We were five

It happened in the days of our youth, when belief in the lofty ideals of our cause was strong and the will to sacrifice for it was ever-present. We met during that meaningful and lovely period, all five of us comrades in the Movement, and for many years afterward maintained a close and intimate bond.

I came to Chicago from Philadelphia in the winter of 1913. The chief activity of our Movement, at the time, was the anarchist Red Cross.

Two affairs given by the Red Cross, the Prisoners Ball and Peasants Ball, usually brought out the whole radical colony of Chicago.

Bessie and I became involved in the work of the anarchist Red Cross. During the course of our activities, we made the acquaintance of three comrades who remained our dear friends for life.

All five of us, without prior agreement, usually found ourselves involved in the same kind of work or serving on the same committees. Before long, we became the inseparable ‘quintet’.

Our close friendship endured until the Russian Revolution in 1917, when some of us went there. During this chaotic and turbulent period we lost contact with one another.

This is how I remember the four who are no longer with us:

SAM SHULMAN was a warmly responsive comrade; quiet, very intelligent, a friendly, lovable smile always brightening his face. He did not go to Russia with us. He withdrew from all activities during the Palmer Raids and dropped out of sight. My many attempts to find him ended in failure. Years later, he was said to have been seen in California.

SAM (SAMKE) FRIEDMAN. Short in stature, a clothing worker, he could not tolerate a wrong. When Sam discovered a wrong, the person committing it was fortunate if he escaped his ire. Aside from this and other little eccentricities he possessed, Sam was a good friend. There are few like him. We prized his friendship dearly.

His devotion to the Movement was boundless and he demanded of others that they give of themselves in the same measure.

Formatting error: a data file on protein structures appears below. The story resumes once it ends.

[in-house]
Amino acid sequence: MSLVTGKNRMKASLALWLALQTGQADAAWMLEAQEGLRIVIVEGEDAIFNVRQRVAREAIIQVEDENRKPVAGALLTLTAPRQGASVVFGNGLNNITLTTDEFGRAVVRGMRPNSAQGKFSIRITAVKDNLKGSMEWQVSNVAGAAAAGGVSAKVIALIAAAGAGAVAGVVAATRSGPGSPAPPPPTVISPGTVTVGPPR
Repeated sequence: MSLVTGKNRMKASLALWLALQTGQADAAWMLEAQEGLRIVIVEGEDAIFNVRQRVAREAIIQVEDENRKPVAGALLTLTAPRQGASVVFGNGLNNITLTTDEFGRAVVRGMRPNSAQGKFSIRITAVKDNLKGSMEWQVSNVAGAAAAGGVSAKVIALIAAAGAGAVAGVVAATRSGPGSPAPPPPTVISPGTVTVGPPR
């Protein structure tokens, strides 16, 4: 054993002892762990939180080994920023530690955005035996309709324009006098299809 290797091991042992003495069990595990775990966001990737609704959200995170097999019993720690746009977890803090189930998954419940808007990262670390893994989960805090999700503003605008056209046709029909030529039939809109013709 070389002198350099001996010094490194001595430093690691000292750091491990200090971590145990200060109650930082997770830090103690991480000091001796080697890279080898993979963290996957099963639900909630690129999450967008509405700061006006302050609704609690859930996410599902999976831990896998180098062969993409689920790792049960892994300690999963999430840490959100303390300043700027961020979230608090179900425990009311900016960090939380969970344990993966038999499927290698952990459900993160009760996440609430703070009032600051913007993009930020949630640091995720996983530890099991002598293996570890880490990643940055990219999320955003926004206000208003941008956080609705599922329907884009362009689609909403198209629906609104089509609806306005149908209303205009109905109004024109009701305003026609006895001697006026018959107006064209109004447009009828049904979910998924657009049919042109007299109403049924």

Samke Friedman left for Russia with the first Chicago group. For a short time he was with Makhno’s army. Once, after a big and bloody battle with the Whites, Makhno’s headquarters was forced to move to another city. The evacuation completed, there remained only a small detachment of Makhno’s army in the rear. Although the abandoned city was no longer safe, Samke returned to it, to make certain nothing of value had been left behind. His intuition proved right. In one of the desks, at former headquarters, he found two large envelopes. He stuffed the objects in his pockets and left. Later, when opened, the envelopes were found to contain part of the army’s dwindling treasury.

Later, he lived in Odessa, where he married Dora, a comrade. In 1923 they succeeded in leaving Bolshevik Russia. I met them in Constantinople, Turkey, by accident. From there, they went to Paris and became active in the Jewish group.

We kept in touch, through correspondence. Eventually a daughter was born to them. But their family bliss was short-lived. The Second World War brought with it the German assassins who arrested Samke and Dora. The five-year-old child was hidden by French comrades.

As they were being led to their death, Samke scribbled a little note, addressed to us. He pleaded with the finder to forward the note and hurled it out of the sealed train that was taking them to the extermination camp.

Eventually the note reached us. It was very brief. ‘We are being taken away,’ it read. ‘We do not know where. Take care of our child.’

This was the last we heard of Samke.